The simplest torsion problem is that of the twisting of a uniform thin circular tube.
The tube shown in Figure is of thickness f, and the mean radius of the wall is r, L is the length of the tube.
Shearing stresses T are applied around the circumference of the tube at each end, and in opposite directions.
Figure:Torsion of a thin-walled circular tube.
If the stresses T are uniform around the boundary, the total torque Tat each end of the tube is
Thus the shearing stress around the Circumference due to an applied torque Tis
We consider next the strains caused by these shearing stresses. We note firstly that complementary shearing stresses are set up in the wall parallel to the longitudinal axis of the tube.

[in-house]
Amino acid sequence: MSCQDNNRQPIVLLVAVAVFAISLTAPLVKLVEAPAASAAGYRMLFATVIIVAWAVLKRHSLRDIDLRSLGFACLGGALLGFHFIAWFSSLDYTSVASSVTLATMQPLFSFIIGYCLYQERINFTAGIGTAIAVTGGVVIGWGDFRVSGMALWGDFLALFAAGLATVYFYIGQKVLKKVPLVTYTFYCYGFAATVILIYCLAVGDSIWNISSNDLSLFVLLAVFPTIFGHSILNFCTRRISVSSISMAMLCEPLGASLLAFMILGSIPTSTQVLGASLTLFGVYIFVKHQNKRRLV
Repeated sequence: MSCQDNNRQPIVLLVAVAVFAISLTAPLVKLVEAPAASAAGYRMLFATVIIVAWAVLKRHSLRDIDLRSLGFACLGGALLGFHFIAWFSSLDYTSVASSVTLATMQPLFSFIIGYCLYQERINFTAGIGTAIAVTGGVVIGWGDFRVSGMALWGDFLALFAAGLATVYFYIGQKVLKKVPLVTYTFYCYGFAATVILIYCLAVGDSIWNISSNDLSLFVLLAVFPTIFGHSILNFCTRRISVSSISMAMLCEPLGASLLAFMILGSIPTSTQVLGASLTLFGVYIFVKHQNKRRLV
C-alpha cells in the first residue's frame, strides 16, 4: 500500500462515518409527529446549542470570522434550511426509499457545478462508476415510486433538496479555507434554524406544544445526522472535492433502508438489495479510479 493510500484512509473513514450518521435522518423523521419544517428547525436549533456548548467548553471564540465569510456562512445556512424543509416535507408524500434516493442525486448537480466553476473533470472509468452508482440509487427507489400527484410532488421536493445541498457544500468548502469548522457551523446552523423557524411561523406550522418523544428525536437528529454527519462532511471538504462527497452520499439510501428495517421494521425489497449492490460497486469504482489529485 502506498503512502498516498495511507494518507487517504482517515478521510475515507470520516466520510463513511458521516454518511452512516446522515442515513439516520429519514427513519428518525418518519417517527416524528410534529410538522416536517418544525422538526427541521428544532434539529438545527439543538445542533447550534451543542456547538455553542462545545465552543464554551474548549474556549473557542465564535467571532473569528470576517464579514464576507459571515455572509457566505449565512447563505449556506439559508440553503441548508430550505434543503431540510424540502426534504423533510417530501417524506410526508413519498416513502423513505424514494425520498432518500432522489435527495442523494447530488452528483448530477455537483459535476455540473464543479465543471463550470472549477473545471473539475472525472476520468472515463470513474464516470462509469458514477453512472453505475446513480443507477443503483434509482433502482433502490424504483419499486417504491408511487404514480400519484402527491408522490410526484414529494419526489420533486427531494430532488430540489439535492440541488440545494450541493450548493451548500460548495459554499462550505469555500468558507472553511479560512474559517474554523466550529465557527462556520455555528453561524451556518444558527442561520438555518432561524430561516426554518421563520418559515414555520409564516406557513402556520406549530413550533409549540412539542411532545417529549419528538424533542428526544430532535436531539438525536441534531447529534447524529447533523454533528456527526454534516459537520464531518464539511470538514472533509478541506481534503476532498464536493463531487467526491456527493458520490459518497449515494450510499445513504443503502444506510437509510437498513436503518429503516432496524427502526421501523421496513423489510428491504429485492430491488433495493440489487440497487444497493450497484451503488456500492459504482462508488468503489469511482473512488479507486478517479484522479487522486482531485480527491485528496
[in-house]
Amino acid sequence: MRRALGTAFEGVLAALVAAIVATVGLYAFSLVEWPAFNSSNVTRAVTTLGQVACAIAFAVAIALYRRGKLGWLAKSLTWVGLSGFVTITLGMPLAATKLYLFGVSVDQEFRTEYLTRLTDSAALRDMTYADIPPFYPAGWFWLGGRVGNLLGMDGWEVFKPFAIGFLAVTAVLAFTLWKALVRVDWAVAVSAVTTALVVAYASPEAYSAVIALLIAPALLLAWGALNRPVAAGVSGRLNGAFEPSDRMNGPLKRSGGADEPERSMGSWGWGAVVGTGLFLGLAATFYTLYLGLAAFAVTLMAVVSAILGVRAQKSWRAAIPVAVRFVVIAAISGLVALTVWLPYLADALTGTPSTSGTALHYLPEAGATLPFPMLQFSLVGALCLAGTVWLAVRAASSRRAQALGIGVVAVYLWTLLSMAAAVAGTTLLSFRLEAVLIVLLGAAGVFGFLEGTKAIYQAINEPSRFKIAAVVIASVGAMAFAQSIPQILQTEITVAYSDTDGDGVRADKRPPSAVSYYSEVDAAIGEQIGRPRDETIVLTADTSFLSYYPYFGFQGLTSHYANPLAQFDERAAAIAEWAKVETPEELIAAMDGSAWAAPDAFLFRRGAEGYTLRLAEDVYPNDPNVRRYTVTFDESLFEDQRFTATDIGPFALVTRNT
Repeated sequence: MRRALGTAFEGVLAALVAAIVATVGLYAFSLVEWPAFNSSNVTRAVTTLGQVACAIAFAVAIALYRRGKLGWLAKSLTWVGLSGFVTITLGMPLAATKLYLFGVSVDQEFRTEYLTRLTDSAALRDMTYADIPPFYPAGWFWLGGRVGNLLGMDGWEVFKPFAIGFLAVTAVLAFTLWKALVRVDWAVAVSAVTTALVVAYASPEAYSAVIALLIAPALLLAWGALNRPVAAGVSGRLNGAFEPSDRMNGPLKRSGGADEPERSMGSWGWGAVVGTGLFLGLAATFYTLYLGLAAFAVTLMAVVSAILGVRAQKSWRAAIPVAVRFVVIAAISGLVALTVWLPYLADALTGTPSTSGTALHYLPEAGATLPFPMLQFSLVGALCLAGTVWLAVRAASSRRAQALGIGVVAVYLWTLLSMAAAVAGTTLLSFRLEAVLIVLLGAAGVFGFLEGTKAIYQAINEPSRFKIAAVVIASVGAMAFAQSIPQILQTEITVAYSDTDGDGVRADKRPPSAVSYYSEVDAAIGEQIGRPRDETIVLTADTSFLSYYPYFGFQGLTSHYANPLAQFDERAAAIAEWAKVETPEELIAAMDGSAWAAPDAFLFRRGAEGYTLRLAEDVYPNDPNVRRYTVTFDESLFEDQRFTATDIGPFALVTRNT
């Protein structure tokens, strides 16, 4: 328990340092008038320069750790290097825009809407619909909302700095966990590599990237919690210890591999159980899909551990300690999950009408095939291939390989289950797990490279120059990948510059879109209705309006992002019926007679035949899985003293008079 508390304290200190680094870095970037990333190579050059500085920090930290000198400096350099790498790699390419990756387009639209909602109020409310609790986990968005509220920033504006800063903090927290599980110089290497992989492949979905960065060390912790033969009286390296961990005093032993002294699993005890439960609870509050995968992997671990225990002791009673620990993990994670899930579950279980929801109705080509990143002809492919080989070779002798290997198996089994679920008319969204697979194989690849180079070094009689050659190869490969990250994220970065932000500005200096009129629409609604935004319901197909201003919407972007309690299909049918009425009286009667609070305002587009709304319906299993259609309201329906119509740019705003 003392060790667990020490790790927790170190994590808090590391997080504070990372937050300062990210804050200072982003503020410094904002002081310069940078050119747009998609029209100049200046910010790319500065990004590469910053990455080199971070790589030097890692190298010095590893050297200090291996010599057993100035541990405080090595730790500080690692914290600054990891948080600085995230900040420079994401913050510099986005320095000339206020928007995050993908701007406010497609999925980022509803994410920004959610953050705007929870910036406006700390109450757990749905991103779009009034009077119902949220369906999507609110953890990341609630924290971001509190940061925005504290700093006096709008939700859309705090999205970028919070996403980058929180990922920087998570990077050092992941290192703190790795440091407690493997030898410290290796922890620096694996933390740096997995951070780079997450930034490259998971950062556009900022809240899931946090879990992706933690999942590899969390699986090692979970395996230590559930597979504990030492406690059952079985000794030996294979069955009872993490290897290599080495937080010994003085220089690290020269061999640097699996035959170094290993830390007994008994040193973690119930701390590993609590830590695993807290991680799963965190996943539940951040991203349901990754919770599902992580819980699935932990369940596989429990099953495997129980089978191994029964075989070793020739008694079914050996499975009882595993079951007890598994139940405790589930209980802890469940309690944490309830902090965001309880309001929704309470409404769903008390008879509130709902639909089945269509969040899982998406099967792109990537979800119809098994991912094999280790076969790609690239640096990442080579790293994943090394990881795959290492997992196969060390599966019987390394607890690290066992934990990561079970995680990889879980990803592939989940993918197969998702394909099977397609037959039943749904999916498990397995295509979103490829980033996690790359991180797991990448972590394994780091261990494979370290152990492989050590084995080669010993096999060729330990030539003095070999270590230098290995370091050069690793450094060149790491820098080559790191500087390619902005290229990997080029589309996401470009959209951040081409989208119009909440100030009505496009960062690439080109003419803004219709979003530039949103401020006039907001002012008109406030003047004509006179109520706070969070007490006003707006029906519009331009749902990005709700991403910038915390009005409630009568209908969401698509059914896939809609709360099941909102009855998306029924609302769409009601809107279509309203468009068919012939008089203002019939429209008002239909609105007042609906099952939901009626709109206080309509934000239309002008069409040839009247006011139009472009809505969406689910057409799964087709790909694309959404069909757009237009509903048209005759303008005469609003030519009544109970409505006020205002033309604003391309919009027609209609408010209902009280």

If δs is a small length of the circumference then an element of the wall ABCD, is in a state of pure shearing stress. If the remote end of the tube is assumed not to twist, then the longitudinal element ABCD is distorted into the parallelogram ABC'D', Figure 16.1, the angle of shearing strain being
if the material is elastic, and has a shearing (or rigidity) modulus G. But if 8 is the angle of twist of the near end of the tube we have
It is sometimes more convenient to defme the twist of the tube as the rate of change of twist per unit length; this is given by (θ/L)